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Animal Science

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Poultry Science





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A study was conducted to determine the effects of dietary vitamin E supplementation on the storage stability and volatiles production in irradiated cooked turkey meat. Turkeys, raised with diets containing 25, 50, 75, or 100 IU of dl-alpha-tocopheryl acetate (TA)/kg diet from 1 to 105 d of age, were fed with diets containing 25, 200, 400, or 600 IU of TA/kg diet from 105 to 122 d of age. Breast and leg meat patties were prepared, irradiated at 0 or 2.5 kGy dose, cooked to an internal temperature of 78 C, and stored in either vacuum or aerobic packaging. Thiobarbituric acid reactive substance (TBARS) values gradually decreased as the dietary TA increased and > 200 IU TA/kg diet treatments were helpful in maintaining low TBARS values in irradiated breast and leg meat patties during the 7-d storage period. With vacuum-packaging, irradiated cooked breast patties developed more oxidation than nonirradiated patties but the prooxidant effect of irradiation in cooked leg meat patties was not consistent. In aerobic-packaged cooked meat, irradiated patties had lower TBARS than nonirradiated patties in both breast and leg meat stored in oxygen permeable bags for 7 d. Propanal, pentanal, hexanal, 1-pentanol, and total volatiles were highly correlated with the TBARS values of meat. However, hexanal represented the lipid oxidation status of cooked meat better than any other volatiles component. The amount of hexanal and total volatiles in cooked breast and leg meat shows decreasing trends as dietary TA increased. In vacuum packaging, irradiated breast and leg meat had higher hexanal and total volatiles content than nonirradiated meat at both 0 and 7 d of storage. In aerobic packaging, the amount of hexanal and total volatiles greatly increased in both irradiated and nonirradiated meat patties during the 7-d storage periods. The results illustrated that the antioxidant effect of TA was not strong enough to control lipid oxidation and off-odor generation in cooked meat stored under aerobic conditions because the progress of lipid oxidation in cooked meat under aerobic condition is very rapid. However, the combination of dietary TA and vacuum packaging of cooked meat immediately after cooking could be a good strategy to minimize oxidation and volatiles production in cooked meat.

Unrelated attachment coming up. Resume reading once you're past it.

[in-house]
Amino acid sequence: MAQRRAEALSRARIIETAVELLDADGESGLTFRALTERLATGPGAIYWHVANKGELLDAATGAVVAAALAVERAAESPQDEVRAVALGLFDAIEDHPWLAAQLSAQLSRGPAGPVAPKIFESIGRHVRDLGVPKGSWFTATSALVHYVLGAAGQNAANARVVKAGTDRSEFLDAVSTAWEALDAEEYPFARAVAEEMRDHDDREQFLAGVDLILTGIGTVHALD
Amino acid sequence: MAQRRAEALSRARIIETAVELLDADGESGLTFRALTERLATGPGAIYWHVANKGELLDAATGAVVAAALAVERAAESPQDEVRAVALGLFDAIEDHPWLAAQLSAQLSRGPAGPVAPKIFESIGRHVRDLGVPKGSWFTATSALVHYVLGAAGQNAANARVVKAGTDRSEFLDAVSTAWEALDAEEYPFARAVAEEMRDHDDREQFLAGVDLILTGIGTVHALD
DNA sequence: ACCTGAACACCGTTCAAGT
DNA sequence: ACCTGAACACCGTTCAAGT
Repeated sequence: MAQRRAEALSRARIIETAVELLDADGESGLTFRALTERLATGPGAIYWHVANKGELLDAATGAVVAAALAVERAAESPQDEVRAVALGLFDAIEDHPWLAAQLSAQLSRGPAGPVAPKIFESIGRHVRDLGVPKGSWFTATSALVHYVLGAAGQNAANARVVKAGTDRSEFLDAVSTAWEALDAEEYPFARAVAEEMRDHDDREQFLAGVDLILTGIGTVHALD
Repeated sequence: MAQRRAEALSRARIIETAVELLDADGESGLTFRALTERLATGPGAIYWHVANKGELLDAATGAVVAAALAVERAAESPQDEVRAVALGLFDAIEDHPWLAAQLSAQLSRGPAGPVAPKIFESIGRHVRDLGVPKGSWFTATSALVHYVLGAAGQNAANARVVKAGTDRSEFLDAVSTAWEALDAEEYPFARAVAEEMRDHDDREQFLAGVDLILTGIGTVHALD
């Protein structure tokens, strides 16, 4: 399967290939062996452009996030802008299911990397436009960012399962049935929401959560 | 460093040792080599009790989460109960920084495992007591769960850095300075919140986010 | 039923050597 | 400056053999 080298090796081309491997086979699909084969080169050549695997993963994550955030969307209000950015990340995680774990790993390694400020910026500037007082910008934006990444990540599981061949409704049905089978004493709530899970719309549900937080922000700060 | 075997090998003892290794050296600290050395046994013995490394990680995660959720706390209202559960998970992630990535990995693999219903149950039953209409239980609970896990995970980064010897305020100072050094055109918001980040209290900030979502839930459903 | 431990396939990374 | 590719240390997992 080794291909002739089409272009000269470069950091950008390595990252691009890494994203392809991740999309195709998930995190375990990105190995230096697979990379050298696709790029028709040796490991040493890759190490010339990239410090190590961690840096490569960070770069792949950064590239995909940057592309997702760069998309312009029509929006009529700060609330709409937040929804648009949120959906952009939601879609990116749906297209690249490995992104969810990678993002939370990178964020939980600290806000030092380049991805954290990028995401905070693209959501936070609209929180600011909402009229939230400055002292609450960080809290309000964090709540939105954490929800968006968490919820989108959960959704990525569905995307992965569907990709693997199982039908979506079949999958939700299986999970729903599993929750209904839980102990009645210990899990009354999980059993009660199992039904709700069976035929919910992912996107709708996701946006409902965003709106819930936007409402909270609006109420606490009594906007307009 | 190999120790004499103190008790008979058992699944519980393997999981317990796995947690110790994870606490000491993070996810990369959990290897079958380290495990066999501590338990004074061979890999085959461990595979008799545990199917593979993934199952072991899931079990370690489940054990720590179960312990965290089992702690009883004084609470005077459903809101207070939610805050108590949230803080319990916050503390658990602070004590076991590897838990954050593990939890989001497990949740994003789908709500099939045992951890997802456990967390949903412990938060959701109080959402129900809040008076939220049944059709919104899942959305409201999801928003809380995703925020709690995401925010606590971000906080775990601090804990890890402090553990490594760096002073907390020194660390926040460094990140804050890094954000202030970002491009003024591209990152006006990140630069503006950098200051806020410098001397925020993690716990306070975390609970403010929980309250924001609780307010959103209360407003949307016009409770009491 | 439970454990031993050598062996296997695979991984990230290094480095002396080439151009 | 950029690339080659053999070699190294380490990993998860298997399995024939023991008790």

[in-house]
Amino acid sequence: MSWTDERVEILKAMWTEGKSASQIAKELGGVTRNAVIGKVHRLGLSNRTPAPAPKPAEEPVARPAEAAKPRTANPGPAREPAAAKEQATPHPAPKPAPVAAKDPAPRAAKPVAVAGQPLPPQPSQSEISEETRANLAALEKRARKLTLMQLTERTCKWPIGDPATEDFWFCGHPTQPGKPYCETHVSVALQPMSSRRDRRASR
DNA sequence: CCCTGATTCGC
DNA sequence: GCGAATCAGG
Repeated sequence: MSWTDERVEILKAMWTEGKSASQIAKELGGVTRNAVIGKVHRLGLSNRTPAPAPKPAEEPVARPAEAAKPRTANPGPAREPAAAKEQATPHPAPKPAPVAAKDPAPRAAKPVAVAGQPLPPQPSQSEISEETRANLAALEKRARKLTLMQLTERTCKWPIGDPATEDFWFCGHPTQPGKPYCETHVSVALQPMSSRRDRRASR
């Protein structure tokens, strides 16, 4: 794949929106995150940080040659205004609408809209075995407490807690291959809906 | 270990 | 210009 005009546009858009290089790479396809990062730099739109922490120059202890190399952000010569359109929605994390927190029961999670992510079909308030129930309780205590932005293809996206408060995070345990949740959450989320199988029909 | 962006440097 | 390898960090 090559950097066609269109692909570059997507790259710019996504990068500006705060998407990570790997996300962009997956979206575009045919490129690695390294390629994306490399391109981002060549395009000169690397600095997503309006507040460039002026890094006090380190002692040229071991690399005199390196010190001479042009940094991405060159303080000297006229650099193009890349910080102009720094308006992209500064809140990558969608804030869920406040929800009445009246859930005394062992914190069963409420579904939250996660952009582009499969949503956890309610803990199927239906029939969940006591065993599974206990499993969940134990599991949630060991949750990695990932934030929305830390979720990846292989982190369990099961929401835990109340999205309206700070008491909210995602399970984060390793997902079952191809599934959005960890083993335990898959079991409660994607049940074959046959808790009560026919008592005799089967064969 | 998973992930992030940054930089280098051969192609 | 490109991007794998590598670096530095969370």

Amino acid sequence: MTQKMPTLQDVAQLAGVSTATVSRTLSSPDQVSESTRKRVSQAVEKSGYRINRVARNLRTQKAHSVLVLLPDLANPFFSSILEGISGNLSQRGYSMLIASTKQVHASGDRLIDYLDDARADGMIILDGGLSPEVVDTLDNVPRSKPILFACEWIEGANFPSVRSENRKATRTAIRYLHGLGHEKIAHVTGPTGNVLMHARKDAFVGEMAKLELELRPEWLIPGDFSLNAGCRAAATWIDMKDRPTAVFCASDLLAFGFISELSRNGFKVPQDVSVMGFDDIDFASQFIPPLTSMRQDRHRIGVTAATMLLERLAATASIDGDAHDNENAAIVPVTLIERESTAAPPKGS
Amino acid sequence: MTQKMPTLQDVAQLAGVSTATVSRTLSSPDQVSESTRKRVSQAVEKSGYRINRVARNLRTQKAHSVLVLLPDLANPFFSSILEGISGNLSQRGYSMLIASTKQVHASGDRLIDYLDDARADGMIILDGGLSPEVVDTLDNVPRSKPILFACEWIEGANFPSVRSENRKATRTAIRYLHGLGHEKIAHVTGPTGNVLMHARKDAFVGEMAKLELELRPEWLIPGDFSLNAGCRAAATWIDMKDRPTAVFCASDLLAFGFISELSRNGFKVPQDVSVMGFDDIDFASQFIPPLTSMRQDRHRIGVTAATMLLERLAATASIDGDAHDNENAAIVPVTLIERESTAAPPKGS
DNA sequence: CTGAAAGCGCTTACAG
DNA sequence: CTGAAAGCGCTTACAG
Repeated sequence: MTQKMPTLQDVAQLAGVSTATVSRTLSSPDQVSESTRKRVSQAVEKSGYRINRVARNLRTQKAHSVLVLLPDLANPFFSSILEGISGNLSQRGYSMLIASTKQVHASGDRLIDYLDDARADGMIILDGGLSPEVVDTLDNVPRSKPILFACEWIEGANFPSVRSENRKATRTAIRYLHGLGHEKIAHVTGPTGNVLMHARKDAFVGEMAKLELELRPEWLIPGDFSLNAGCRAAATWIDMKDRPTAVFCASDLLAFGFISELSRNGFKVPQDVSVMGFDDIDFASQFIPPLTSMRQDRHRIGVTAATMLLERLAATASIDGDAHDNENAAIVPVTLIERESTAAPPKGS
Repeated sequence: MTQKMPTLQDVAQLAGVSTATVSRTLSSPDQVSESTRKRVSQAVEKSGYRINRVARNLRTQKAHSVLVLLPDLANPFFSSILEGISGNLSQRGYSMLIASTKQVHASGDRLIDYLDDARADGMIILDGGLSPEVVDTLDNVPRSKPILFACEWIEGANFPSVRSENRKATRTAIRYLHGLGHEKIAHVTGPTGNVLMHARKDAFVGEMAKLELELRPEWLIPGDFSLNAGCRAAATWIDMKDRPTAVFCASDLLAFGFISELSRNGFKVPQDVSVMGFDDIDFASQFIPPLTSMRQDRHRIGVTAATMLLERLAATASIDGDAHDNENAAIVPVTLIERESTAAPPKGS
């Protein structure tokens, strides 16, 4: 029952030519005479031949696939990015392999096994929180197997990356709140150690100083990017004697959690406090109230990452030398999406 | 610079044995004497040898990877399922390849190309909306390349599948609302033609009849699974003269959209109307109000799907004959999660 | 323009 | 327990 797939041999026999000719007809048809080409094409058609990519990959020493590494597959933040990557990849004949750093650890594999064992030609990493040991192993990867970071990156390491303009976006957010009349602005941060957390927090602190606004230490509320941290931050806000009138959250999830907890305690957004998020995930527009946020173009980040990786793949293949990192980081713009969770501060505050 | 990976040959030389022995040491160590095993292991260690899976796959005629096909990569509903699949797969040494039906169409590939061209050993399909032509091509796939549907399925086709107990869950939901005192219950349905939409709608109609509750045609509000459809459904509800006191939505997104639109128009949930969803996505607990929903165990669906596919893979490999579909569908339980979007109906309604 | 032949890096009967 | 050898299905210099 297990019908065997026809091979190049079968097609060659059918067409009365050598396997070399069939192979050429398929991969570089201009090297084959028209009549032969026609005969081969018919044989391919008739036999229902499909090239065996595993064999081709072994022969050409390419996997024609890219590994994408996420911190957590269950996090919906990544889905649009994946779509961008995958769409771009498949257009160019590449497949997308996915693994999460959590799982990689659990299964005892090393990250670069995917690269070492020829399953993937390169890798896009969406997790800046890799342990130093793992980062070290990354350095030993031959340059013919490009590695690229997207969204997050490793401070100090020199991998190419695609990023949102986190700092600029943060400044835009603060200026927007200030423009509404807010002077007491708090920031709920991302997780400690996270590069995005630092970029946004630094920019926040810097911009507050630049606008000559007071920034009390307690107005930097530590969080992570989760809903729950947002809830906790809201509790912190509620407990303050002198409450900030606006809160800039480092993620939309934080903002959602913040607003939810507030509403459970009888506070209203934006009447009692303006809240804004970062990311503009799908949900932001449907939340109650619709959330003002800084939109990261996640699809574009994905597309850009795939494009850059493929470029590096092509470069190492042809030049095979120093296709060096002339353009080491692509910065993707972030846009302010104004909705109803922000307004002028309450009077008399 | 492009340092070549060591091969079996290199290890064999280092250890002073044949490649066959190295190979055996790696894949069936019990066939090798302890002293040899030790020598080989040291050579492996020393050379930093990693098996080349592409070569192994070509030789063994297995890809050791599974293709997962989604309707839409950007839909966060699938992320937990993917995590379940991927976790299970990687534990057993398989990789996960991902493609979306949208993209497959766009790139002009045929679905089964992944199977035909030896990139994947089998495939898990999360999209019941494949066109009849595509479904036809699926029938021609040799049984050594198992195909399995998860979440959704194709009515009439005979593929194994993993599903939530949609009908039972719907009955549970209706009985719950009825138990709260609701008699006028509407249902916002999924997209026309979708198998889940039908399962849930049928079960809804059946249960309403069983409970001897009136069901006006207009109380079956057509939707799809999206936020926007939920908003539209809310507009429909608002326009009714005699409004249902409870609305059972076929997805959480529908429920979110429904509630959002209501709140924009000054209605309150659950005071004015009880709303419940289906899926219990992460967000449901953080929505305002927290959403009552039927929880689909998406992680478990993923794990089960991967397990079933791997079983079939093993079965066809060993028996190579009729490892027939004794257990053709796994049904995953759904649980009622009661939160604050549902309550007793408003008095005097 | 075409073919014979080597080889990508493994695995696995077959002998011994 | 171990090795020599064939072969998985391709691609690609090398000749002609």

This article is published as Ahn, D. U., J. L. Sell, C. Jo, X. Chen, C. Wu, and J. I. Lee. "Effects of dietary vitamin E supplementation on lipid oxidation and volatiles content of irradiated, cooked turkey meat patties with different packaging." Poultry Science 77, no. 6 (1998): 912-920. doi:10.1093/ps/77.6.912.

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Poultry Science Association Inc.



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